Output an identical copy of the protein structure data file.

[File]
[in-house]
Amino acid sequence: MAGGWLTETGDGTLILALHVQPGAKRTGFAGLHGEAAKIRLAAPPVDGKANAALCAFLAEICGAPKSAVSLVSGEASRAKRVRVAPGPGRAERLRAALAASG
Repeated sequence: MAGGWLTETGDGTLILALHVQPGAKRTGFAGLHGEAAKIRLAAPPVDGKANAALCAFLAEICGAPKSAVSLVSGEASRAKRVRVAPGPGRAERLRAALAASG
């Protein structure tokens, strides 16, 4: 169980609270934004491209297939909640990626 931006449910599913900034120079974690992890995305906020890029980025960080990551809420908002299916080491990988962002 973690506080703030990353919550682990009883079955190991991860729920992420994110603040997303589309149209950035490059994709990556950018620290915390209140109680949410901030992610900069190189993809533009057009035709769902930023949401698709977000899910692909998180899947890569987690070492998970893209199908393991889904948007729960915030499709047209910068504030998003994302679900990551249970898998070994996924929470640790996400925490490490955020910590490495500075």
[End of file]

[in-house]
Amino acid sequence: MAGGWLTETGDGTLILALHVQPGAKRTGFAGLHGEAAKIRLAAPPVDGKANAALCAFLAEICGAPKSAVSLVSGEASRAKRVRVAPGPGRAERLRAALAASG
Repeated sequence: MAGGWLTETGDGTLILALHVQPGAKRTGFAGLHGEAAKIRLAAPPVDGKANAALCAFLAEICGAPKSAVSLVSGEASRAKRVRVAPGPGRAERLRAALAASG
């Protein structure tokens, strides 16, 4: 169980609270934004491209297939909640990626 931006449910599913900034120079974690992890995305906020890029980025960080990551809420908002299916080491990988962002 973690506080703030990353919550682990009883079955190991991860729920992420994110603040997303589309149209950035490059994709990556950018620290915390209140109680949410901030992610900069190189993809533009057009035709769902930023949401698709977000899910692909998180899947890569987690070492998970893209199908393991889904948007729960915030499709047209910068504030998003994302679900990551249970898998070994996924929470640790996400925490490490955020910590490495500075």